In Adapting The Wizard of Oz: Musical Versions from Baum to MGM and Beyond (Oxford University Press, 2018), editors Danielle Birkett and Dominic McHugh bring together insights from eleven experts into the varied musical forms this great American myth has taken in the past century. Includes chapters on the “Oz” film’s songs by Yip Harburg and Harold Arlen. November 2018.
In Arlen and Harburg’s “Over the Rainbow” (Oxford University Press, 2017) Walter Frisch traces the history of the song “Over the Rainbow” from its inception during the development of The Wizard of Oz‘s screenplay to its various reinterpretations over the course of the ensuing decades. Through analysis of the song’s music and lyrics, this Oxford Keynotes volume provides a close reading of the piece while examining the evolution of its meaning as it traversed widely varying cultural contexts. Featuring a companion website with audio and video supplements.
Michael Elihu Colby. The Algonquin Kid: Adventures Growing Up at New York’s Legendary Hotel. Reminiscences of encounters with celebrities, including Yip, by the grandson of Ben and Mary Bodne, who owned the hotel from 1946 to 1987. BearManor Media, 2015.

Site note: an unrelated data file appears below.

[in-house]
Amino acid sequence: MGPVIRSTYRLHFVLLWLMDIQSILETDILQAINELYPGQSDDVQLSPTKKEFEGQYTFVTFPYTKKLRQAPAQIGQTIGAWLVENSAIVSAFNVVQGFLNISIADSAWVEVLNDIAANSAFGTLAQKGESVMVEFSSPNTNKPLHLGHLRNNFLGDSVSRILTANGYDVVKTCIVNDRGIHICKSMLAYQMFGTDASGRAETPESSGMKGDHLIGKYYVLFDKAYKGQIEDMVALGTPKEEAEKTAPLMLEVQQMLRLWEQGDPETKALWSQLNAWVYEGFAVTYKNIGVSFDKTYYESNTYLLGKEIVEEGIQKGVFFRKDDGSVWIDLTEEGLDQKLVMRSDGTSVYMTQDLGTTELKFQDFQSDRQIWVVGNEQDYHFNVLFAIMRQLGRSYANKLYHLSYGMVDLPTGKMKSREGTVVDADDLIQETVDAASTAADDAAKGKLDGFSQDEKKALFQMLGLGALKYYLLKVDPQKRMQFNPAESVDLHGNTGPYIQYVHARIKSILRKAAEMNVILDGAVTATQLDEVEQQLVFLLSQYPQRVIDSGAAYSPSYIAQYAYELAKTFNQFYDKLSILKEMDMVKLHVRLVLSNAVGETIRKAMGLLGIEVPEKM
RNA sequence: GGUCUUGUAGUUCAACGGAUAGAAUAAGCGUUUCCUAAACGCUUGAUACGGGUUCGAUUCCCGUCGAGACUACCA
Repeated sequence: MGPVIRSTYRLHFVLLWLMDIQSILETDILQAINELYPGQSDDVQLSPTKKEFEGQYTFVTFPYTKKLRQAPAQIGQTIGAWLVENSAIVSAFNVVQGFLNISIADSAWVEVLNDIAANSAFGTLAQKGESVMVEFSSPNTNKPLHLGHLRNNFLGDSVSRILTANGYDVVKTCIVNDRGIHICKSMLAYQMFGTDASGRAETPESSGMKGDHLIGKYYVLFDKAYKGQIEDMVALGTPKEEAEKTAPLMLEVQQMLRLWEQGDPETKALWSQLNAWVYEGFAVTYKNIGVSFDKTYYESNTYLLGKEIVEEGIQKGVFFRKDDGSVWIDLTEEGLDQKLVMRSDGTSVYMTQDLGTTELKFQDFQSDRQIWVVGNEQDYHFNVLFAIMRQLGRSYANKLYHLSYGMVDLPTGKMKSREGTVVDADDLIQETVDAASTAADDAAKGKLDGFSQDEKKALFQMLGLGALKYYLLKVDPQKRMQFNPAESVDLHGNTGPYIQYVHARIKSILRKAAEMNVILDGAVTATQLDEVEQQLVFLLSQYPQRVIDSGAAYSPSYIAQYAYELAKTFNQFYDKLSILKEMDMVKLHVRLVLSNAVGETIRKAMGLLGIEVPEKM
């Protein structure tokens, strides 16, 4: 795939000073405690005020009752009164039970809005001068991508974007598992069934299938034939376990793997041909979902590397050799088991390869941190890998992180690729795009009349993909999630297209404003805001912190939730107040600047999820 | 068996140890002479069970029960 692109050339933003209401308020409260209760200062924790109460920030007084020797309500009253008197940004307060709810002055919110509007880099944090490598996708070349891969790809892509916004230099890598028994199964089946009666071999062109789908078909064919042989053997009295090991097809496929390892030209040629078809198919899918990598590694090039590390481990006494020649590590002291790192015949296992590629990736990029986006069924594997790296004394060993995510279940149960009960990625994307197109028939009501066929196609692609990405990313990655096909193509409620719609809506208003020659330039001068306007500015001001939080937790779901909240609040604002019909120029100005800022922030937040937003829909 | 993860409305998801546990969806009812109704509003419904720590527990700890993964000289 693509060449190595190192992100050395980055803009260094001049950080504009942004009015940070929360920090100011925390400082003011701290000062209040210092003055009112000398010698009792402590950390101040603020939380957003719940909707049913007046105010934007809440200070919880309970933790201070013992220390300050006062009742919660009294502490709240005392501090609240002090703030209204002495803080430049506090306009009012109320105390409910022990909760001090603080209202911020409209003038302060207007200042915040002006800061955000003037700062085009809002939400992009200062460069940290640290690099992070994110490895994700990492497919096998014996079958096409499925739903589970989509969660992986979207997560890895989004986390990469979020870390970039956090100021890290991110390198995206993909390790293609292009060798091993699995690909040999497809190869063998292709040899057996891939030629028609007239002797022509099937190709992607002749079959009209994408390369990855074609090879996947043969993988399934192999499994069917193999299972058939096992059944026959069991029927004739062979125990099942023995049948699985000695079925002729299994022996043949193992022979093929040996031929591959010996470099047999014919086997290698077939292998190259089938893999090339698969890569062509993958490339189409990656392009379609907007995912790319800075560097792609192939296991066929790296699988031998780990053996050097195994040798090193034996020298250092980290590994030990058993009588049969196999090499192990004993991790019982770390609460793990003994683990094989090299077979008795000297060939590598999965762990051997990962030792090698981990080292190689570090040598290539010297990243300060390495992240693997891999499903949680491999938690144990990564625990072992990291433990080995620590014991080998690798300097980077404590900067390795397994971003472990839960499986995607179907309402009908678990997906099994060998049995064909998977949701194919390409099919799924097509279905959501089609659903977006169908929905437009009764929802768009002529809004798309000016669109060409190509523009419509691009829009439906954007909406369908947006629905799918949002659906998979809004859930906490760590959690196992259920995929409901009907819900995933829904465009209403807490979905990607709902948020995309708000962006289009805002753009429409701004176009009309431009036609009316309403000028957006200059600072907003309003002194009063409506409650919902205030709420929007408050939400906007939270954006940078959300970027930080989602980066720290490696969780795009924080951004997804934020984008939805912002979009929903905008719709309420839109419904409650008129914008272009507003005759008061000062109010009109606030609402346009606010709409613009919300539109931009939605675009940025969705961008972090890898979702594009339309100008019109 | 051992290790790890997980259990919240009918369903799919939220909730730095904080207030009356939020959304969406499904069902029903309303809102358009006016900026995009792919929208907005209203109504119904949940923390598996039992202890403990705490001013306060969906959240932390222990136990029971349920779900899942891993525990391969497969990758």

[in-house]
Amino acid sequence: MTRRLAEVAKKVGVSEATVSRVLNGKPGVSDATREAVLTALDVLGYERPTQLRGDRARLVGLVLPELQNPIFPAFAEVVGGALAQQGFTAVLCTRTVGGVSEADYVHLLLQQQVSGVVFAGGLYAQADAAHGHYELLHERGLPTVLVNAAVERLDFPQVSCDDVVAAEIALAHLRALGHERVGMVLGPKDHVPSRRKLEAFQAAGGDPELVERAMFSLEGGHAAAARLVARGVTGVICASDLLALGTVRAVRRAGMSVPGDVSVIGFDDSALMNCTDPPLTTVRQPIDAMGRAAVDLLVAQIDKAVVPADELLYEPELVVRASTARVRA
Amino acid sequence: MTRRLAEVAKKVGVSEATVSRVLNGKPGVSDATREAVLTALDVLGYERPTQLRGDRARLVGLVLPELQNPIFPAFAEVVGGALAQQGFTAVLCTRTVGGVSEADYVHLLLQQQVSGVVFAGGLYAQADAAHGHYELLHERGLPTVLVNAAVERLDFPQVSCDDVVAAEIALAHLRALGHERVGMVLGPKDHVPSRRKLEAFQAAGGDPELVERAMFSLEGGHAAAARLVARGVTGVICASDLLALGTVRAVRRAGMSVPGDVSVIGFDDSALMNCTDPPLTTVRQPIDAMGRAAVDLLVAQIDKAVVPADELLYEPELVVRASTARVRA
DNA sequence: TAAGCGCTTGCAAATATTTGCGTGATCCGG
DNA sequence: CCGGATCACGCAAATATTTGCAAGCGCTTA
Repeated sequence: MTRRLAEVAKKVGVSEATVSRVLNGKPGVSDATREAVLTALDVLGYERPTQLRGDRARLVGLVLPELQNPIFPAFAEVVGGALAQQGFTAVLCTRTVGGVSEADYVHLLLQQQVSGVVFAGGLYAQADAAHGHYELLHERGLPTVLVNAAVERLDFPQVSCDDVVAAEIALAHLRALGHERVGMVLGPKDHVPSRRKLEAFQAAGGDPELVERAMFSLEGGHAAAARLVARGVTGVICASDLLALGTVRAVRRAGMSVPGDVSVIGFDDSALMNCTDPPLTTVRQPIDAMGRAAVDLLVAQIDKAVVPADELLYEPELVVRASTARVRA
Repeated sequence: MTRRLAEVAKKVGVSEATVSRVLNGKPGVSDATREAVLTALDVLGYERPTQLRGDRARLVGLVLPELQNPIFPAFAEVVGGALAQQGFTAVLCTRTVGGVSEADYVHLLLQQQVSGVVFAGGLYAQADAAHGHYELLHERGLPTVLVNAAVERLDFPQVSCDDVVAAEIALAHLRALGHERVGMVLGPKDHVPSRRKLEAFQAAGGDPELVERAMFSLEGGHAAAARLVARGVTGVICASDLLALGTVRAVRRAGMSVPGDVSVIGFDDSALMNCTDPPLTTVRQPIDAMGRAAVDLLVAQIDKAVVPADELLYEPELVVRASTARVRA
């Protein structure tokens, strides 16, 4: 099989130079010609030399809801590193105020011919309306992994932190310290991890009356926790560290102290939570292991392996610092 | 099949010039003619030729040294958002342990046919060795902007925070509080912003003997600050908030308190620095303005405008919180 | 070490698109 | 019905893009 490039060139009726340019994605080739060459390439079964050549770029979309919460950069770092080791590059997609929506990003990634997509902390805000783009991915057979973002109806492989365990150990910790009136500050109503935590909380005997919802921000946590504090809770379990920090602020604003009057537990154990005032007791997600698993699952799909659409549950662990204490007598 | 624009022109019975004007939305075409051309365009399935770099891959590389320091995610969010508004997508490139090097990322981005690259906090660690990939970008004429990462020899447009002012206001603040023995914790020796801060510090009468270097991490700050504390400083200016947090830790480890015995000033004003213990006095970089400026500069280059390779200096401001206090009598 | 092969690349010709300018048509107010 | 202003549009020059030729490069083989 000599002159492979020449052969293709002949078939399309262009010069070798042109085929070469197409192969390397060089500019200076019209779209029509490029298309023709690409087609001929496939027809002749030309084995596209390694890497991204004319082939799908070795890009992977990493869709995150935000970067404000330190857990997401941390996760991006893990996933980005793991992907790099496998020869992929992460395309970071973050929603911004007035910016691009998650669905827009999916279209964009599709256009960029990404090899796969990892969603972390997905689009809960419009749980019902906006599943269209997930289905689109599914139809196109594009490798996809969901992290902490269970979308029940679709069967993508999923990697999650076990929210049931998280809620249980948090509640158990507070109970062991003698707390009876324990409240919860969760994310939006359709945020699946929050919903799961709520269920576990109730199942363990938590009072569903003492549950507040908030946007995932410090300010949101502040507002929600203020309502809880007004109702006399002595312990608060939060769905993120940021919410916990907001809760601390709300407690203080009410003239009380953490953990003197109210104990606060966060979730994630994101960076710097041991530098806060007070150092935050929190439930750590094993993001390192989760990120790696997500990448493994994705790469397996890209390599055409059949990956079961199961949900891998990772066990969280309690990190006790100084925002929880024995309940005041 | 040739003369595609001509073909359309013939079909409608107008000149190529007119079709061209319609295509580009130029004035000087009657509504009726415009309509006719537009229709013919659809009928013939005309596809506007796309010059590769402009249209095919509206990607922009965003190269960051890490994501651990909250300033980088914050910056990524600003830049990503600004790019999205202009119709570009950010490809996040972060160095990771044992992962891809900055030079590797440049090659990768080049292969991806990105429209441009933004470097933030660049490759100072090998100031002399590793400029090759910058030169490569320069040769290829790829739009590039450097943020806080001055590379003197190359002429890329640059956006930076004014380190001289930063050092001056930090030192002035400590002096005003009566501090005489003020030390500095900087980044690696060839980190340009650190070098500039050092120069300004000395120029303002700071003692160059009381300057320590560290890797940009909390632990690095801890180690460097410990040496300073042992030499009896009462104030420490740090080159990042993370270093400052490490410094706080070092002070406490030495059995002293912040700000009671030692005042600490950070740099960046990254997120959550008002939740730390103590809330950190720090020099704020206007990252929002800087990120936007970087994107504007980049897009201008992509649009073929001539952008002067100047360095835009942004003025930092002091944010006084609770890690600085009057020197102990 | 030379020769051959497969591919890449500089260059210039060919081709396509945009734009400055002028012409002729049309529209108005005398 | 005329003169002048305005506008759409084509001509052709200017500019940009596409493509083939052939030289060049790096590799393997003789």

Justin Kaplan, General Editor. Bartlett’s Familiar Quotations, 16th Edition. Little, Brown & Company, 1992, p. 699.
Herbert Keyser. Geniuses of the American Musical Theatre: The Composers and Lyricists. Applause Books, 2009. Contains a beautifully illustrated chapter on Yip.
Richard Koszarski. Hollywood on the Hudson: Film and Television in New York from Griffith to Sarnoff, Rutgers University Press, 2008. Several passages of this thorough history discuss Yip’s little-known lyric writing stint at Paramount’s Long Island Astoria Studios from 1929 through the early 1930’s.
John Lahr. Notes on a Cowardly Lion: The Biography of Bert Lahr. NY: Knopf, 1969.
John Lahr. “The Lemon-Drop Kid” in The New Yorker. Sept. 30, 1996. Reprinted in Honky Tonk Parade, Overlook Press, 2005.
Ethan Mordden. Broadway Babies. NY: Oxford University Press, 1983.
Michael Lasser. America’s Songs II: Songs from the 1890s to the Postwar Years. Routledge, 2013. The second volume in the series, containing material on “Buds Won’t Bud,” “Down with Love,” “Last Night When We Were Young,” “In the Shade of the New Apple Tree” and “Fun to Be Fooled,” the latter lyric written with Ira Gershwin.